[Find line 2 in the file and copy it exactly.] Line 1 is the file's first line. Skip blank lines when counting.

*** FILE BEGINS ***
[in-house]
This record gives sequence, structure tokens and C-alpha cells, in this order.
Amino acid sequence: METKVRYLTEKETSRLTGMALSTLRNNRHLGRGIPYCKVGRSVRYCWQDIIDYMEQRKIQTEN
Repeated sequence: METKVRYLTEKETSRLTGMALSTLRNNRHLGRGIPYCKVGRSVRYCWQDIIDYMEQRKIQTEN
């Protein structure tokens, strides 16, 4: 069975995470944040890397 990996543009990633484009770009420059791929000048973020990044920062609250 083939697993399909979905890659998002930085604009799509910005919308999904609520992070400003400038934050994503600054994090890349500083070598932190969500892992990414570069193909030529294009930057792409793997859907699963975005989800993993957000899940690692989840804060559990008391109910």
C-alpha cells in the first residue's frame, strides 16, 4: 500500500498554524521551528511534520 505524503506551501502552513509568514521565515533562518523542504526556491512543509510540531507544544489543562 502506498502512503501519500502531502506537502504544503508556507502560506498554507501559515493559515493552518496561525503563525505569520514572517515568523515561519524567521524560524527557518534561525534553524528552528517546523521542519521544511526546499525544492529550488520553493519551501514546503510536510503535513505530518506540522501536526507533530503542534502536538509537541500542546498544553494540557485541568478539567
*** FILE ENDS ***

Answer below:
This record gives sequence, structure tokens and C-alpha cells, in this order.